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Arciga v. Frauenheim

United States District Court, E.D. California

June 23, 2017

MARIO ARCIGA, Petitioner,
v.
SCOTT FRAUENHEIM, Warden, Respondent.

          FINDINGS AND RECOMMENDATION TO DENY PETITION FOR WRIT OF HABEAS CORPUS [TWENTY-ONE DAY OBJECTION DEADLINE]

          JENNIFER L. THURSTON UNITED STATES MAGISTRATE JUDGE

         In 2012, Petitioner was sentenced to 25 years-to-life plus 19 years for his convictions on charges of forcible rape, kidnapping to commit rape, attempted lewd act on a child, and attempted kidnapping to commit a lewd act. In this action, Petitioner claims the trial court erred in refusing to sustain his Batson/Wheeler challenge and that there was insufficient evidence to support all of his convictions and the enhancement. The Court disagrees and recommends the petition be DENIED.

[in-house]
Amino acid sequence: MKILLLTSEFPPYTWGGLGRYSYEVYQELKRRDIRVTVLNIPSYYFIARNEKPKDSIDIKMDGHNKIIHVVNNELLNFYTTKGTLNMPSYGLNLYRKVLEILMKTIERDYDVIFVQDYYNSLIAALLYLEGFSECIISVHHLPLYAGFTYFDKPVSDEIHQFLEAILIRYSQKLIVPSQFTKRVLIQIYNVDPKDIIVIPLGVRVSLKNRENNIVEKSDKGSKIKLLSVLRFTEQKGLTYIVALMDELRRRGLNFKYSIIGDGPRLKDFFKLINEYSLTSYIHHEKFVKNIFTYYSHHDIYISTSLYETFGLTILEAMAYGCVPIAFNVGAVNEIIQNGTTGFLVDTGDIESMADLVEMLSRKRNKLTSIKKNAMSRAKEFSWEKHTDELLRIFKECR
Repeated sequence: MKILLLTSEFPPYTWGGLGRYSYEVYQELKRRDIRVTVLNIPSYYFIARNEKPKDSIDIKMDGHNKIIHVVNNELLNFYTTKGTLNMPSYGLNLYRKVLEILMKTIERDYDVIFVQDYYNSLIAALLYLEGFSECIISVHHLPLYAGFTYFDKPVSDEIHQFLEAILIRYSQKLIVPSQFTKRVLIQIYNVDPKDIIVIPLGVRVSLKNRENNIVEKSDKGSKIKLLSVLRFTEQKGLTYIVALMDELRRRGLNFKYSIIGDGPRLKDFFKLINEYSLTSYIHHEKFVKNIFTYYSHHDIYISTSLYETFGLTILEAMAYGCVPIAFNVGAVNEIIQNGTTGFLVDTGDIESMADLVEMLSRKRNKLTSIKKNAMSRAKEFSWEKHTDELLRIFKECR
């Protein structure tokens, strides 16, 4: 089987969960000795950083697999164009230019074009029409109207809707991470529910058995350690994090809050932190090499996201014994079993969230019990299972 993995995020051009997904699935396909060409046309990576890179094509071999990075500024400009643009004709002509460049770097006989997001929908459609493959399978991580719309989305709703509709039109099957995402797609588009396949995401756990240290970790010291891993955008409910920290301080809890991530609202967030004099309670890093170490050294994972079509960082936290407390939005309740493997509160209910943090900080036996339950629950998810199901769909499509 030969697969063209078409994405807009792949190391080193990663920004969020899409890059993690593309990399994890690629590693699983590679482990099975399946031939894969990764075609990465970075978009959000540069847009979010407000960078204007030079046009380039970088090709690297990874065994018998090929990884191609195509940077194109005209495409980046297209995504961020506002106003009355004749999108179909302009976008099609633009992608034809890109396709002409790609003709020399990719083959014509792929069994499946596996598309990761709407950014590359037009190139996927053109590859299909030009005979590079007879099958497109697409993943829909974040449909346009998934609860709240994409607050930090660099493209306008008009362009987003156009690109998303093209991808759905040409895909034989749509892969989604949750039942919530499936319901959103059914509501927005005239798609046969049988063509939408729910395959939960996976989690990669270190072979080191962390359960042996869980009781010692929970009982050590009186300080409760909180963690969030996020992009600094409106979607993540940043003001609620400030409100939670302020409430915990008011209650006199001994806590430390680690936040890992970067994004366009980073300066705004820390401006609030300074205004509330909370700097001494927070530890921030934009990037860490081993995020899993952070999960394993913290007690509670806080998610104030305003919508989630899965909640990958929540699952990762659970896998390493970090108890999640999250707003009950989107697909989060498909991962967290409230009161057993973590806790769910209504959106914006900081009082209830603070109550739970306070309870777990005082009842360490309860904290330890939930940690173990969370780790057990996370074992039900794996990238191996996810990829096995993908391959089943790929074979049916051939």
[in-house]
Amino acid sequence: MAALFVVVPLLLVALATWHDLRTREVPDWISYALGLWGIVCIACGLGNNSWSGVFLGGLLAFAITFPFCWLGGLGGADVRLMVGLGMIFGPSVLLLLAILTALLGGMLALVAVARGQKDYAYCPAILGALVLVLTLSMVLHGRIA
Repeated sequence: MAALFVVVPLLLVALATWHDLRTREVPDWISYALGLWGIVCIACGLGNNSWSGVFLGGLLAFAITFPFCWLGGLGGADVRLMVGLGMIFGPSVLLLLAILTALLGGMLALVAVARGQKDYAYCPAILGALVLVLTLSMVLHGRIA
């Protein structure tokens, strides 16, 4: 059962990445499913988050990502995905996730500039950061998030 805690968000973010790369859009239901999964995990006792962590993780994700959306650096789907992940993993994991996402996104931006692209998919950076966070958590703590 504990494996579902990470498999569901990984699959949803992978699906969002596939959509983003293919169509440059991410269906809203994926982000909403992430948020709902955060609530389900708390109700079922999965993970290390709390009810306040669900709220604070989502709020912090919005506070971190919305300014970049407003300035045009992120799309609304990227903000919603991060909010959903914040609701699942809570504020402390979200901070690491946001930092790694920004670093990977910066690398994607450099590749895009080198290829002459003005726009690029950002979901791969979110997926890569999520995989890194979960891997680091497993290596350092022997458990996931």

I.PROCEDURAL HISTORY

         Petitioner was convicted in the Fresno County Superior Court on January 17, 2012, of forcible rape (Cal. Penal Code § 261(a)(2)), kidnapping to commit rape (Cal. Penal Code § 209(b)(1)), attempted lewd act on a child (Cal. Penal Code §§ 664/228(a)), and attempted kidnapping to commit a lewd act (Cal. Penal Code §§ 664/209(b)(1)). (Pet. at 1.) He is currently serving an indeterminate sentence of 25 years-to-life plus 19 years. Id.

         Petitioner appealed to the California Court of Appeal, Fifth Appellate District (“Fifth DCA”). The Fifth DCA affirmed the judgment on April 11, 2014. (Resp't's Answer, Ex. A.) Petitioner then filed a petition for review in the California Supreme Court. The petition was summarily denied on June 25, 2014. (Pet. at 2.)

         II.FACTUAL BACKGROUND

         The Court adopts the Statement of Facts in the Fifth DCA's unpublished decision[1]: